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Old 08-21-2015, 07:39 AM   #61
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I was just sayin', in case PF had gardening urges. And the garlic has to go in this year, if she wants some next year.
It will have to be container gardening. I tried to dig a 6 inch deep x 4 foot trench in several spots and the neighbor's Pine trees have the backyard fully in their rooty clutches. I couldn't get more than 18 inches without hitting a ginormous root. So much for putting in a bike rack with a bit of concrete to make it stable.

Not going to worry about a garden this year, been to the Farmer's Markets, Mom and Dad have a 2 acre plot they garden. I'm good for fresh produce.
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Old 08-21-2015, 03:17 PM   #62
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Potatoes in a Barrel

Has anyone ever tried it?
We are experimenting with wire cages this year. We have such a problem with scab, no matter what we do, that we figured it was worth a try. We layered straw, compost and semi-rotten chips from the post mill down the road. A bunch of squash decided to come up around the base so we let them go and they're forming some acorn-looking fruits. They started from hybrid Carnivals, so it will be interesting to see what we get.

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Old 08-21-2015, 04:11 PM   #63
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That was why I started container planting. Much easier and the results are amazing.
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Old 08-21-2015, 04:47 PM   #64
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I was just sayin', in case PF had gardening urges. And the garlic has to go in this year, if she wants some next year.
Yeah. One of the maintenance men who has garden plots planted here, planted two plots with just garlic. He just cut off the flower tops and is now letting them stay in the ground until next year. The bulbs are presently very small. He bought a small bale of hay and has the plots covered up and protected from the coming winter. Smart man.

I stand back and watch our residents who grew up here in the city think if you just put a seed in the ground you have a harvest growing. Whereas the maintenance folks who come from small villages south of the U.S. grew up watching their families growing the food that fed the family. And as kids they had to help take care of those gardens.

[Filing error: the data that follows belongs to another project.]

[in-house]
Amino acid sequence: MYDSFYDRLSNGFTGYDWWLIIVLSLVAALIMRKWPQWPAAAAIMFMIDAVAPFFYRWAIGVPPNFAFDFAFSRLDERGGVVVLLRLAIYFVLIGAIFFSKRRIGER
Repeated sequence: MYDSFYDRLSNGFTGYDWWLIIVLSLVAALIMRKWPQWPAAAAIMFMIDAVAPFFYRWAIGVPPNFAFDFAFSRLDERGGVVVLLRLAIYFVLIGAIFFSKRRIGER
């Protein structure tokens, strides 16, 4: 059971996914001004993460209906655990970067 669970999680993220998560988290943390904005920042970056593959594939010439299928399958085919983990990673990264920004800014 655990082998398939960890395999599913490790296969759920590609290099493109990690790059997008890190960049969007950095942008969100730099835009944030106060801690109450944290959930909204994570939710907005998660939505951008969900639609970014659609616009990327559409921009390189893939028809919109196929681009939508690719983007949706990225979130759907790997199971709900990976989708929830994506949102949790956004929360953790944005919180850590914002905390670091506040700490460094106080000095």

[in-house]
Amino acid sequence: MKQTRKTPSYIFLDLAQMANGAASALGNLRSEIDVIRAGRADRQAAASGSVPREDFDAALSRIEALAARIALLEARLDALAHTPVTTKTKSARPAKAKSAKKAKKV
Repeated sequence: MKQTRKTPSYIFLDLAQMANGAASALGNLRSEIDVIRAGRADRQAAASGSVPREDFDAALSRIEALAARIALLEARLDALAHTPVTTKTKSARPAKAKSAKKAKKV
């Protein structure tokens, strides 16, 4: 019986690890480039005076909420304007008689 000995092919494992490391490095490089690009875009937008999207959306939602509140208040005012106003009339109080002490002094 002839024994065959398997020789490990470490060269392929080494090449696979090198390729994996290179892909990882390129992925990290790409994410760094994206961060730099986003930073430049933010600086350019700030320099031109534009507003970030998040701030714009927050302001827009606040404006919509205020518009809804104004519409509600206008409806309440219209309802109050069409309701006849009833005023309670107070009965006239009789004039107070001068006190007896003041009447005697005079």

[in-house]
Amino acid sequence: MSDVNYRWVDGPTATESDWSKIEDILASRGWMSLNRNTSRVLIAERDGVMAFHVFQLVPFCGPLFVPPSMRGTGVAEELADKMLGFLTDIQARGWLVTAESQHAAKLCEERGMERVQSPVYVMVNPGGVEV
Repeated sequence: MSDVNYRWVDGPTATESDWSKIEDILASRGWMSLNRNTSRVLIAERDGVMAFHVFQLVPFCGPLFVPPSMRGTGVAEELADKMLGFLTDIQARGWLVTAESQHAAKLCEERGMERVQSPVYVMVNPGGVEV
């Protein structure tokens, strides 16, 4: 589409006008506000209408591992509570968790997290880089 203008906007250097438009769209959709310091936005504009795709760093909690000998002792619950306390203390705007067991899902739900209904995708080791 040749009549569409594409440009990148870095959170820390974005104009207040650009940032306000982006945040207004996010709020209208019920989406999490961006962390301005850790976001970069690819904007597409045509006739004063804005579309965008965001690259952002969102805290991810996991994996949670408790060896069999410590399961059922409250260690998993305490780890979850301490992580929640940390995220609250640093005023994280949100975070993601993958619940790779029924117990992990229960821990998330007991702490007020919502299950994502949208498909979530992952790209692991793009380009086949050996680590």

Our resident planters are upset because they had a failed crop this year. Tomatoes covered with black holes, plants that failed to finish growing, etc. I was talking to one of them and he is trying to blame the maintenance men.
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Old 08-21-2015, 04:55 PM   #65
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Yeah. One of the maintenance men who has garden plots planted here, planted two plots with just garlic. He just cut off the flower tops and is now letting them stay in the ground until next year. The bulbs are presently very small. He bought a small bale of hay and has the plots covered up and protected from the coming winter. Smart man.
If you plant a clove of garlic, you will get a bulb with divided cloves, like you buy in the grocery store.
If you plant a bulbil (seed from the flower part), you usually get an undivided small bulb which will take another year to produce a divided bulb with separate cloves.


I don't grow garlic from bulbils, I plant from cloves. This is another way of planting garlic. We also cover ours in straw, to keep the weeds down.
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Old 08-21-2015, 04:57 PM   #66
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That was why I started container planting. Much easier and the results are amazing.
Amazing, yes!
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Old 08-22-2015, 02:50 PM   #67
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it's a peck of peppers not yet pickled.... or diced & frozen....
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Old 08-22-2015, 03:00 PM   #68
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it's a peck of peppers not yet pickled.... or diced & frozen....
Peter Piper picked a peck of pickled peppers. How many peppers did Peter Piper pick?
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Old 08-22-2015, 03:04 PM   #69
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Those are beautiful, dcSaute!
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Old 08-22-2015, 03:38 PM   #70
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here are peppers gone wild. I use tomato cages - the newer heavier wire / powder coated types - for green/banana peppers - the cages are worthless for tomatoes but do well for peppers. that is until the peppers make a break for it over the top - anything more than one pepper on a "limb" and it'll break off as the fruit enlarges.
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